From the moment you share the news that you are pregnant or have a new baby it feels like everyone becomes an expert. Did you see that headline? Did you hear that story on TV? Have you heard the latest about what they say is best?
In a world overflowing with information telling you what is best for you and your baby, making decisions can feel overwhelming. Who do you trust? Who is telling the truth? And how do you know if what they are saying is right for you? How? By becoming your own expert in sorting the media spin and politics from the actual facts and data.
This isn't a book that is going to tell you which decisions to make, or that there is ever one right answer. It is not going to tell you that the same thing is always best for everyone. Instead this is a guide to help you evaluate information and evidence to decide what is right for you, your body and your baby.
In three main parts it will firstly open your eyes to how information is shared in the media and how this can affect our thinking and decision making. Next it will help you spot who is funding, leading and promoting research and how this can affect the content of what is shared.
Finally it will talk you through reading, understanding and evaluating evidence for yourself across topics in pregnancy, birth and caring for babies. You'll learn how to spot weaknesses in methods used, how to determine the real risk for you and your baby, and how wider context and other factors can influence what research means for you.
Information is power. Making your own decisions that are right for you is empowering. #Informedisbest
Reviews Hide Reviews
Absolutely fantastic book. Informative and readable.
An important and very feminist book
This is a very useful and important book, and is more important than ever in an era of fake news, limited attention spans, and a distrust of experts - as the book itself explains in glorious detail. What I find amazing about Amy's writing is her ability to gather so much information, and distil it into meaningful and accessible writing; in fact she quotes a study where a mother describes wanting "mom-level detail from an expert" (p226) and this is exactly what we have in this book. Amy sets the context, looking at how the media, social media, and the patriarchy shape our access to good quality information. She explains different types of research, and even gives us a quick blast of how to understand statistics in a way that didn't actually make me want to poke my own eyes out. The text is wonderfully seasoned with examples, including unpicking many twisted media reports of research; and presented in her marvellously offhand-but-serious-really style. For a book about research, it's just such an enjoyable read. One thing I especially love about this book is her exploration of her own bias, along with sections that really should make the reader reflect on their personal biases. The Dunning-Kruger effect really gave me pause for thought. How often do I dismiss someone's work because of a connection with something I didn't like reading or hearing? It definitely happens. Each chapter ends with a practical list of ways to keep informed, summarising the detail within. My favourite is: "To any female expert reading this, I urge you to have the confidence of a mediocre White man." (p124). Oh yes indeed.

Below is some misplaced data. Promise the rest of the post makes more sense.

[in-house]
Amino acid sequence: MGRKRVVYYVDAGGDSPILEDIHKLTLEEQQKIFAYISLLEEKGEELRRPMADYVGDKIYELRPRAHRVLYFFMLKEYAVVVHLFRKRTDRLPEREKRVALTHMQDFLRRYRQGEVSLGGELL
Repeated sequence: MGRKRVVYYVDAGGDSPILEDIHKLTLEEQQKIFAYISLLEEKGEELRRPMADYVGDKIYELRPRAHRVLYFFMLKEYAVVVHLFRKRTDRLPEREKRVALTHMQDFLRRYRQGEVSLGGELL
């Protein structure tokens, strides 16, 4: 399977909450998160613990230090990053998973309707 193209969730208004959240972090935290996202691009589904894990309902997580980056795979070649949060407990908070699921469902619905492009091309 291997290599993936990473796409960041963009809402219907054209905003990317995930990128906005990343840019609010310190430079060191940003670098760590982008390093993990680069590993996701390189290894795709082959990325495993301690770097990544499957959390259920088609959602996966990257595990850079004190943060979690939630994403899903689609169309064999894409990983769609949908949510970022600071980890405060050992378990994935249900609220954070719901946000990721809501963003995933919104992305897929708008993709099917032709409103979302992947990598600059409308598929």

Opened my eyes
I considered myself switched on when it came to reading things in the news and thought I would find this book interesting (as I've read Amy's other books) but nothing that new. But I was surprised at just how much is has helped open my eyes to how what we are being told about our birth is being manipulated by the press and who writes the stories. It shouldn't be allowed but it is happening every day. I've already given my copy to my pregnant friend and hope she learns as much as I did. Thank you again Amy.